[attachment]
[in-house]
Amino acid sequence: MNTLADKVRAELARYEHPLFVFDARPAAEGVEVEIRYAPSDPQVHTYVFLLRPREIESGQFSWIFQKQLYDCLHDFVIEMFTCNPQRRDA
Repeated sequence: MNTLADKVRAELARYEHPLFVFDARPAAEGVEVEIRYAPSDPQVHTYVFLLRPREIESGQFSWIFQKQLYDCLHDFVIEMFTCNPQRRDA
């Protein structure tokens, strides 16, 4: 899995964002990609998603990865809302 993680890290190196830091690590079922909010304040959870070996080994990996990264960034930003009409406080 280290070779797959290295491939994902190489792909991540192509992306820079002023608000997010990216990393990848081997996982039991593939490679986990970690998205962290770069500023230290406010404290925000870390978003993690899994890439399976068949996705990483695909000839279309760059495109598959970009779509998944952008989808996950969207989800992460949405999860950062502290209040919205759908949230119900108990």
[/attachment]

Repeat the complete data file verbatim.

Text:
[in-house]
Amino acid sequence: MNTLADKVRAELARYEHPLFVFDARPAAEGVEVEIRYAPSDPQVHTYVFLLRPREIESGQFSWIFQKQLYDCLHDFVIEMFTCNPQRRDA
Repeated sequence: MNTLADKVRAELARYEHPLFVFDARPAAEGVEVEIRYAPSDPQVHTYVFLLRPREIESGQFSWIFQKQLYDCLHDFVIEMFTCNPQRRDA
């Protein structure tokens, strides 16, 4: 899995964002990609998603990865809302 993680890290190196830091690590079922909010304040959870070996080994990996990264960034930003009409406080 280290070779797959290295491939994902190489792909991540192509992306820079002023608000997010990216990393990848081997996982039991593939490679986990970690998205962290770069500023230290406010404290925000870390978003993690899994890439399976068949996705990483695909000839279309760059495109598959970009779509998944952008989808996950969207989800992460949405999860950062502290209040919205759908949230119900108990």